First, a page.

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Pete Greens up his Act

Pete Doherty
is cleaner than The Police, well, at least when it comes to his green credentials, according to the NME.

The weekly music mag today published the findings of a report it compiled with carbonfootprint.com to reveal the green leanings (or lack of) of pop’s biggest hitters.

Doherty, whose wayward behaviour is well known to the Metropolitan Police, faired far better than eco-warrior Sting’s band, The Police, who were criticised for the massive carbon emissions generated by their 2007 reunion stadium tour.

John Buckley, managing director of carbonfootprint.com, said: “The Police played lots of big stadiums - they need to be careful over where they play, and make sure it's near public transport.”

Leicester’s Kasabian were also singled out as carbon criminals in the poll.

By comparison, Doherty and indie trio The Cribs were applauded for playing small venues, thus resulting in less fan travel and therefore less CO2 emissions.

Radiohead was rated the most ‘green’ band for pledging to cut their tour emissions after learning that they would have had to have planted 50,000 trees to absorb the emissions of their ‘Hail to the Theif’ world tour.

The multi-million selling band was also commended for initially releasing its latest album, ‘In Rainbows’, as a download only - therefore saving on packaging materials and the environmental cost of distribution. .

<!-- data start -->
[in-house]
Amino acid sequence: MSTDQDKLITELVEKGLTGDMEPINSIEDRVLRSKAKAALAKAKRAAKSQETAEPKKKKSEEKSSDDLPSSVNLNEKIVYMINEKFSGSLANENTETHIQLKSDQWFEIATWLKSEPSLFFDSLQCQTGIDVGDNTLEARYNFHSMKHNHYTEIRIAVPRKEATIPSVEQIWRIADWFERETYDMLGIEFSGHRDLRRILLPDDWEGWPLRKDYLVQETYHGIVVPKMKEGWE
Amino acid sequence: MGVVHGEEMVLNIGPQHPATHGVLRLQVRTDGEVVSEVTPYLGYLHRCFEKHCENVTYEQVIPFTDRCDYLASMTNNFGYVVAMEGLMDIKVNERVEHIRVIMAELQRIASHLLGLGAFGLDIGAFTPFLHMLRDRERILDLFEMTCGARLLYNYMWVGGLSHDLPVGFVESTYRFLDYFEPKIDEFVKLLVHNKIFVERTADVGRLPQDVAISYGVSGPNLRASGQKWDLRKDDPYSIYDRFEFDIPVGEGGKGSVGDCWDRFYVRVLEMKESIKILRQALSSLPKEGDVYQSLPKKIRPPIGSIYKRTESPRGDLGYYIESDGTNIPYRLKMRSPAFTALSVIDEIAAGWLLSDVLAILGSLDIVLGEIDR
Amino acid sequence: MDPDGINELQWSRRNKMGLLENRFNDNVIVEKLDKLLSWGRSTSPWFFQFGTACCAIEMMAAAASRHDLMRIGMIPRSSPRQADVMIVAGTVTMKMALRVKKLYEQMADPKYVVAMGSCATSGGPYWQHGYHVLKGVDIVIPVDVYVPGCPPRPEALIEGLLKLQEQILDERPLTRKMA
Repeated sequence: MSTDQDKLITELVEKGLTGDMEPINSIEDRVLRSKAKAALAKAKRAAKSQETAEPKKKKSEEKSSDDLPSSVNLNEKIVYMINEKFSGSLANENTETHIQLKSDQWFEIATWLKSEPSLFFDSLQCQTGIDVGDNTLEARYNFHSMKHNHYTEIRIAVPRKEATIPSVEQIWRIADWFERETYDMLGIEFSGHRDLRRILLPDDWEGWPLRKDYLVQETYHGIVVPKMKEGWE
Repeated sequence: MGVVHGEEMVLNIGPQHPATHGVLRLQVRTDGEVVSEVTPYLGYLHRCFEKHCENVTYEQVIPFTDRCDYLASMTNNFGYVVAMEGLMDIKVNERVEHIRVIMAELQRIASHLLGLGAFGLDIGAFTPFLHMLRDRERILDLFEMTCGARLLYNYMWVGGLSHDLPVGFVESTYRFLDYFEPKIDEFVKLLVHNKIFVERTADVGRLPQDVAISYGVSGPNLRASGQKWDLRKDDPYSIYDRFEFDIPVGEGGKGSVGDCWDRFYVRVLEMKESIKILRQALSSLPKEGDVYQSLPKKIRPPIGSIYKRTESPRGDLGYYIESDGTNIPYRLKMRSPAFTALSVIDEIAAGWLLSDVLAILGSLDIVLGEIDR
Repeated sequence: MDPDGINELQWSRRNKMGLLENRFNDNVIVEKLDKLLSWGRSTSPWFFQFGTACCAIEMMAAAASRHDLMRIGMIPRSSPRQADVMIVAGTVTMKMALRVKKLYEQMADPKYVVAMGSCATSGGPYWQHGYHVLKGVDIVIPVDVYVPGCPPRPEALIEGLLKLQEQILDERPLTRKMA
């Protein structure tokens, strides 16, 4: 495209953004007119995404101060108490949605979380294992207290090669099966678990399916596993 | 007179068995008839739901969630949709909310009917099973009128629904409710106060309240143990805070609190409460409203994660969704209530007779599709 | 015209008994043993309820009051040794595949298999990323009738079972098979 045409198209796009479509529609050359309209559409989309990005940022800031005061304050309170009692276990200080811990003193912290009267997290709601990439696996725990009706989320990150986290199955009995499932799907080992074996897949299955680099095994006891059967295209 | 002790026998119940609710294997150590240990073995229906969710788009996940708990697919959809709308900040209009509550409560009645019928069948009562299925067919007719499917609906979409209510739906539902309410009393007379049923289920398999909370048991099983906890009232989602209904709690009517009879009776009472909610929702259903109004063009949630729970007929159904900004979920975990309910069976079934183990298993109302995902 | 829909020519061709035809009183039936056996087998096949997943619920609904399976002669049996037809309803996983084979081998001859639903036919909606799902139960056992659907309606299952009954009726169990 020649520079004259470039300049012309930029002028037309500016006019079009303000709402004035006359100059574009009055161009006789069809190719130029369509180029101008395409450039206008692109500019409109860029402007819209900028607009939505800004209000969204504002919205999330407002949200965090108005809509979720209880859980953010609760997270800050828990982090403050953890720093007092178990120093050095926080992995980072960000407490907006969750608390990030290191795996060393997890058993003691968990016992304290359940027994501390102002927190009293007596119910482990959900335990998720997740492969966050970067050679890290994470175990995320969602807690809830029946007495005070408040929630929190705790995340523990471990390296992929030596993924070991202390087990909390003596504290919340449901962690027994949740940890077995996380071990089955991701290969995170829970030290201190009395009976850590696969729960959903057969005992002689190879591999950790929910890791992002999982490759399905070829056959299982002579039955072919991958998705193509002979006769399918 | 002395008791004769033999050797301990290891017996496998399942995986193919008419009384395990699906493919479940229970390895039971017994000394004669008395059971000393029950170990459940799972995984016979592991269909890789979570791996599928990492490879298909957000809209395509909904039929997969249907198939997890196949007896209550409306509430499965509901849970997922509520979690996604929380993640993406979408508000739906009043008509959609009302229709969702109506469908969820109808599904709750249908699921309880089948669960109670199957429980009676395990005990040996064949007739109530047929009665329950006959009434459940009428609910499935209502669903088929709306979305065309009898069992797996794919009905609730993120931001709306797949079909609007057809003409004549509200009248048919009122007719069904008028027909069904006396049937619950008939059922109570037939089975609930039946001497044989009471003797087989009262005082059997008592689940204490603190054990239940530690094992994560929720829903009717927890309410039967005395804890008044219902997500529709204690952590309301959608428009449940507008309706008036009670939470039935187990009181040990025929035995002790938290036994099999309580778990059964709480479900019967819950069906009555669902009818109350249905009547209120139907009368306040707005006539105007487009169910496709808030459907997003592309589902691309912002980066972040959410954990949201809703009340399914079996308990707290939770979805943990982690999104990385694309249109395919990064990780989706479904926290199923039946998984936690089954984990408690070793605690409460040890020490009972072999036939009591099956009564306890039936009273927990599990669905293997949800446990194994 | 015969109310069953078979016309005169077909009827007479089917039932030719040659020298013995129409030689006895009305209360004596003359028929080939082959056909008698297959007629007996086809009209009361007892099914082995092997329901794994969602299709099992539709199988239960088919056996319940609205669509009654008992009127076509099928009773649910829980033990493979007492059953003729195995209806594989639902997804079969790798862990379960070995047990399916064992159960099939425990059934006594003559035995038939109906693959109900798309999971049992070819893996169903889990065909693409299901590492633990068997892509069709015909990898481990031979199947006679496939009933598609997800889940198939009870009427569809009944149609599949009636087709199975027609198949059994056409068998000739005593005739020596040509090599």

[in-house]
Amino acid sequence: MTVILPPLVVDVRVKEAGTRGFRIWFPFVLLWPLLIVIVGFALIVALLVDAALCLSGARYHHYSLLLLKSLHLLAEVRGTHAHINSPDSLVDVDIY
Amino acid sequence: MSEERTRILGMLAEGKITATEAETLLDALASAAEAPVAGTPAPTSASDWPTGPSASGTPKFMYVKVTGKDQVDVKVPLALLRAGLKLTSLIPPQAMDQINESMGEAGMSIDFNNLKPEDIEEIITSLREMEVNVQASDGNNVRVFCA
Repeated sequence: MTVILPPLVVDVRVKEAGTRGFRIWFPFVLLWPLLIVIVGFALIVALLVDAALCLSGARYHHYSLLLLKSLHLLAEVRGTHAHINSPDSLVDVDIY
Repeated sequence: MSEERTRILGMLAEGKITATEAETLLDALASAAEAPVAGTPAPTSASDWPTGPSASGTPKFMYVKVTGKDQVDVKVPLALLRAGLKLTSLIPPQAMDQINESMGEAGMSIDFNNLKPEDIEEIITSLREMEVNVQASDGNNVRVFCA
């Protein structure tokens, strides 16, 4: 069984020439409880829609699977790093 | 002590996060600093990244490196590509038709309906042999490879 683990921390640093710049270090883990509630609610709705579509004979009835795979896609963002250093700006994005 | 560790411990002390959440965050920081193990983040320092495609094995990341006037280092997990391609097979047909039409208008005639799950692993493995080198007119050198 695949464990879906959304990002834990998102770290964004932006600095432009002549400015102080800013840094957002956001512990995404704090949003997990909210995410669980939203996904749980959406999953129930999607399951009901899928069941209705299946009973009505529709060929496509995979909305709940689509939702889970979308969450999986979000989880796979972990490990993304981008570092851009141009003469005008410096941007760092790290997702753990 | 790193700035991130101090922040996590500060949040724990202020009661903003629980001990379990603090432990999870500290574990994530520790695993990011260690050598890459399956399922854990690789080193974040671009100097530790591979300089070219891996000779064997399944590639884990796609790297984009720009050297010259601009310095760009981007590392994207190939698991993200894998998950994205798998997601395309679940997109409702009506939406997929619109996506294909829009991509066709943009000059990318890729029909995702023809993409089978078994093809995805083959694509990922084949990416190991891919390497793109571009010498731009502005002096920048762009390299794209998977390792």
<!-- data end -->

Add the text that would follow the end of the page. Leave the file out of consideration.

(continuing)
Speaking on BBC Radio 4’s Today programme last week, Radiohead singer and Friends of the Earth campaigner Thom Yorke told of his band’s plans to travel by bus on their forthcoming tour: “At this stage the normal protocol would be to fly in/fly out every night, so to choose to bumble about on a bus is going to be interesting.”

However, Yorke also recognised the impact of fan travel, which is estimated to create up to 90% of an event’s emissions. “I guess it’s obvious, it’s the mass of people travelling to one place,” noted Yorke.

If you’re off to a gig this weekend, please consider taking public transport. You’ll be helping to cut CO2 emissions and, what’s more, if you manage to blag a backstage pass you won’t have to worry about driving home after polishing off the band’s rider.

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published: 16:34 - 9 January 2008